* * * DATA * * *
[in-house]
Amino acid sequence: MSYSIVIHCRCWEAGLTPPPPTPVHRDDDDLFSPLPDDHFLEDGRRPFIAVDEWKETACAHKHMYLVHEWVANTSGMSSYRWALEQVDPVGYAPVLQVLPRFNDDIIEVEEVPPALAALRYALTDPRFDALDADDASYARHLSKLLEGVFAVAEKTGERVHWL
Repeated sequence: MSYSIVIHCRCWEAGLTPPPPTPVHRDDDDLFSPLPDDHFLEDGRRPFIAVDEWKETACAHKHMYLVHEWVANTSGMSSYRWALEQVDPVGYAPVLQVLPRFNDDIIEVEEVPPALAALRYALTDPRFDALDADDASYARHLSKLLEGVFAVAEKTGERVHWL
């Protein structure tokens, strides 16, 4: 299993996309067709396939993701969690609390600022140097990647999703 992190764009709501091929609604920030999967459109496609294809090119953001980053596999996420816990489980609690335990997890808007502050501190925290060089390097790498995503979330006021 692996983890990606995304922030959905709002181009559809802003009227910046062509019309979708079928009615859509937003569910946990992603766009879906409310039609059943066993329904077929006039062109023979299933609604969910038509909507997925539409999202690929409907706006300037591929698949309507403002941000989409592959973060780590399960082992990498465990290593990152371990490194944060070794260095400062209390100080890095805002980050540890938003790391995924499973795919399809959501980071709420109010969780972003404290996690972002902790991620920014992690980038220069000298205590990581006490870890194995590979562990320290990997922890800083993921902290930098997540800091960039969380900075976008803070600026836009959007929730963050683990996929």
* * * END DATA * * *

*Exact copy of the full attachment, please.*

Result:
[in-house]
Amino acid sequence: MSYSIVIHCRCWEAGLTPPPPTPVHRDDDDLFSPLPDDHFLEDGRRPFIAVDEWKETACAHKHMYLVHEWVANTSGMSSYRWALEQVDPVGYAPVLQVLPRFNDDIIEVEEVPPALAALRYALTDPRFDALDADDASYARHLSKLLEGVFAVAEKTGERVHWL
Repeated sequence: MSYSIVIHCRCWEAGLTPPPPTPVHRDDDDLFSPLPDDHFLEDGRRPFIAVDEWKETACAHKHMYLVHEWVANTSGMSSYRWALEQVDPVGYAPVLQVLPRFNDDIIEVEEVPPALAALRYALTDPRFDALDADDASYARHLSKLLEGVFAVAEKTGERVHWL
């Protein structure tokens, strides 16, 4: 299993996309067709396939993701969690609390600022140097990647999703 992190764009709501091929609604920030999967459109496609294809090119953001980053596999996420816990489980609690335990997890808007502050501190925290060089390097790498995503979330006021 692996983890990606995304922030959905709002181009559809802003009227910046062509019309979708079928009615859509937003569910946990992603766009879906409310039609059943066993329904077929006039062109023979299933609604969910038509909507997925539409999202690929409907706006300037591929698949309507403002941000989409592959973060780590399960082992990498465990290593990152371990490194944060070794260095400062209390100080890095805002980050540890938003790391995924499973795919399809959501980071709420109010969780972003404290996690972002902790991620920014992690980038220069000298205590990581006490870890194995590979562990320290990997922890800083993921902290930098997540800091960039969380900075976008803070600026836009959007929730963050683990996929």